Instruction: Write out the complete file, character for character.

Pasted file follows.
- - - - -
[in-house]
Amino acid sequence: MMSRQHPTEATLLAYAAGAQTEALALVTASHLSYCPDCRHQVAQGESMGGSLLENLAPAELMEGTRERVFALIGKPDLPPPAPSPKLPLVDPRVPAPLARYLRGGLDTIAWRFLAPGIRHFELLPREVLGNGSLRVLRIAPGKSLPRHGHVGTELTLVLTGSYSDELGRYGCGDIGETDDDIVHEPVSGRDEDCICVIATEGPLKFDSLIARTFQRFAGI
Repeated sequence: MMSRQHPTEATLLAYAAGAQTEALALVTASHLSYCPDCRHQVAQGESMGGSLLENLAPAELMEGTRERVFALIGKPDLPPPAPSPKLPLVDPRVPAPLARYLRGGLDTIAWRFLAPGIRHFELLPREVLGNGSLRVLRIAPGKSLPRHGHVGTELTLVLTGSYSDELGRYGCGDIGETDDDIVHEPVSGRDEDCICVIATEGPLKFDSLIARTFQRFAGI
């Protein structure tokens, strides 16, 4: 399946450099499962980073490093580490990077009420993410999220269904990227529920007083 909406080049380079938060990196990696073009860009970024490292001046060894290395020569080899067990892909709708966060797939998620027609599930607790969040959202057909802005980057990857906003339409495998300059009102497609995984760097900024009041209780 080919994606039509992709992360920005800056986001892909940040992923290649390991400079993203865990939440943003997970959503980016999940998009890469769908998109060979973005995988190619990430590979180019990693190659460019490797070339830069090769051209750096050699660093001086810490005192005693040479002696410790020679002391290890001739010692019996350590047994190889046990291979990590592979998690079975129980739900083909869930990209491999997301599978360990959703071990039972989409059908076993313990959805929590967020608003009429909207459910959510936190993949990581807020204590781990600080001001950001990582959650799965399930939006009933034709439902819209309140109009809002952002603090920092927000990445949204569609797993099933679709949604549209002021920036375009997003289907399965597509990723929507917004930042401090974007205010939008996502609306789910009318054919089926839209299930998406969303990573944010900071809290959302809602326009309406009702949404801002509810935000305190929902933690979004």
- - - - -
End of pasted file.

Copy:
[in-house]
Amino acid sequence: MMSRQHPTEATLLAYAAGAQTEALALVTASHLSYCPDCRHQVAQGESMGGSLLENLAPAELMEGTRERVFALIGKPDLPPPAPSPKLPLVDPRVPAPLARYLRGGLDTIAWRFLAPGIRHFELLPREVLGNGSLRVLRIAPGKSLPRHGHVGTELTLVLTGSYSDELGRYGCGDIGETDDDIVHEPVSGRDEDCICVIATEGPLKFDSLIARTFQRFAGI
Repeated sequence: MMSRQHPTEATLLAYAAGAQTEALALVTASHLSYCPDCRHQVAQGESMGGSLLENLAPAELMEGTRERVFALIGKPDLPPPAPSPKLPLVDPRVPAPLARYLRGGLDTIAWRFLAPGIRHFELLPREVLGNGSLRVLRIAPGKSLPRHGHVGTELTLVLTGSYSDELGRYGCGDIGETDDDIVHEPVSGRDEDCICVIATEGPLKFDSLIARTFQRFAGI
């Protein structure tokens, strides 16, 4: 399946450099499962980073490093580490990077009420993410999220269904990227529920007083 909406080049380079938060990196990696073009860009970024490292001046060894290395020569080899067990892909709708966060797939998620027609599930607790969040959202057909802005980057990857906003339409495998300059009102497609995984760097900024009041209780 080919994606039509992709992360920005800056986001892909940040992923290649390991400079993203865990939440943003997970959503980016999940998009890469769908998109060979973005995988190619990430590979180019990693190659460019490797070339830069090769051209750096050699660093001086810490005192005693040479002696410790020679002391290890001739010692019996350590047994190889046990291979990590592979998690079975129980739900083909869930990209491999997301599978360990959703071990039972989409059908076993313990959805929590967020608003009429909207459910959510936190993949990581807020204590781990600080001001950001990582959650799965399930939006009933034709439902819209309140109009809002952002603090920092927000990445949204569609797993099933679709949604549209002021920036375009997003289907399965597509990723929507917004930042401090974007205010939008996502609306789910009318054919089926839209299930998406969303990573944010900071809290959302809602326009309406009702949404801002509810935000305190929902933690979004």